On the four hundredth anniversary of Miguel de Cervantes y
Saavedra’s Don Quixote de la Mancha we celebrate the worldwide
literary influence of the novel. The Quixote’s publication is as
widespread as the first Bible printed by Johannes Gutenberg.
Cervante’s work has continued to inspire the Spanish language,
literature, art, culture and editorial disciplines.
Joaquin Ibarra’s edition of the Quixote published in 1780 which was
commissioned by the Royal Printing House of Spain is noteworthy for
its rendering of typography from the period. Ibarra invested
seven years of research and numerous press trials to adapt the
Roman type to enhance legibility by incorporating italics. One
thousand six hundred copies of Ibarra’s Quixote were printed which
was an outstanding achievement in the eighteenth century. We can
assert that the Quixote as a product has contributed significantly
to the development of editorial, print and design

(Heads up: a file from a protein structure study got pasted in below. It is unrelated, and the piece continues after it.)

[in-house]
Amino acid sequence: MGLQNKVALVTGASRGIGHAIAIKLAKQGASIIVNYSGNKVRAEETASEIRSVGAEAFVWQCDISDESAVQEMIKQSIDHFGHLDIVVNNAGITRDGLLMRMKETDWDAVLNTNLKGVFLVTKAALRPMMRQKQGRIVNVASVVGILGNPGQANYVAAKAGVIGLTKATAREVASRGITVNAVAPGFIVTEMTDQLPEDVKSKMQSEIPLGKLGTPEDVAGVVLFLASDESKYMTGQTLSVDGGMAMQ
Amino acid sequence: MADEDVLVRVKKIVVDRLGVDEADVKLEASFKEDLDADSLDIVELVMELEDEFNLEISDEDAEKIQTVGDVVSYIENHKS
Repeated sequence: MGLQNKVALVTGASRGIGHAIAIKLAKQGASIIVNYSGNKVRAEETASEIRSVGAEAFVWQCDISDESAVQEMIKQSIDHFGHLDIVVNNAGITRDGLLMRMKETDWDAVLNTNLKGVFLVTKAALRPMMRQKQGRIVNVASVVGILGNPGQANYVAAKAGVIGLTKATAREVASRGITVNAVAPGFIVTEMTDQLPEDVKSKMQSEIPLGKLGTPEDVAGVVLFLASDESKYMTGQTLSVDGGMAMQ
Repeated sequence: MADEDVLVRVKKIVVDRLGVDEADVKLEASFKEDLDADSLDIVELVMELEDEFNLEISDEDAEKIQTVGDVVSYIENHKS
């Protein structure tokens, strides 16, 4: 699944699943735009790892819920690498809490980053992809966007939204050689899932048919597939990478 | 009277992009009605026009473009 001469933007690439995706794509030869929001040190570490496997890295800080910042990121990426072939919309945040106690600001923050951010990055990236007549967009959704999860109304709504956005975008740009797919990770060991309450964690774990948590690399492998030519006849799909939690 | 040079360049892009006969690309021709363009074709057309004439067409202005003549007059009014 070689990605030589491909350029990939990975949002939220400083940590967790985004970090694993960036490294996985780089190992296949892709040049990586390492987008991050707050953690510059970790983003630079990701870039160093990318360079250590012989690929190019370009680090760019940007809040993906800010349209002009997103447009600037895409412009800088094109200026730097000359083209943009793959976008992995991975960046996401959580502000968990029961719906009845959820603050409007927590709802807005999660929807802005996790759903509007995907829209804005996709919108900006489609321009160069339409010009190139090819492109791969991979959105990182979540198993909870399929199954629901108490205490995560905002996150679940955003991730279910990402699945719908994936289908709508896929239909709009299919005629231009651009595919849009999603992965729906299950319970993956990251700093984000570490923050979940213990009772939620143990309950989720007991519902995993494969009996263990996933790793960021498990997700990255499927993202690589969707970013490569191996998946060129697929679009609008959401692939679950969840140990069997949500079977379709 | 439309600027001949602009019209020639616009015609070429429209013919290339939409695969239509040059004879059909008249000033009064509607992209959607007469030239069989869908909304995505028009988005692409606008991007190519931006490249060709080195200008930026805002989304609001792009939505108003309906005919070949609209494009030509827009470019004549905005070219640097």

For four hundred years this literary masterpiece has provided a
bizarre and eclectic vision of the world. Through Don Quixote’s
eyes, the fantastic and the profound taking place throughout this
stunning visual narrative.
Artists and illustrators have enthusiastically attempted to
represent the rich iconographic universe that the Quixote’s
adventures have spawned - Gustavo Doré, Salvador Dalí and Pablo
Picasso’s interpretations stand out among the work done by hundreds
of illuminators and artists. Today, a world renowned group of
artists present their unique visual interpretations of the
adventures of Don Quixote in El Quijote Gráfico.
We hope as many generations of readers can come to know the
adventures and misfortunes of this endearing figure’s so that his
story will be still be told in another four hundred years.
Juan Carlos Darias
Director Instituto de Diseño Darias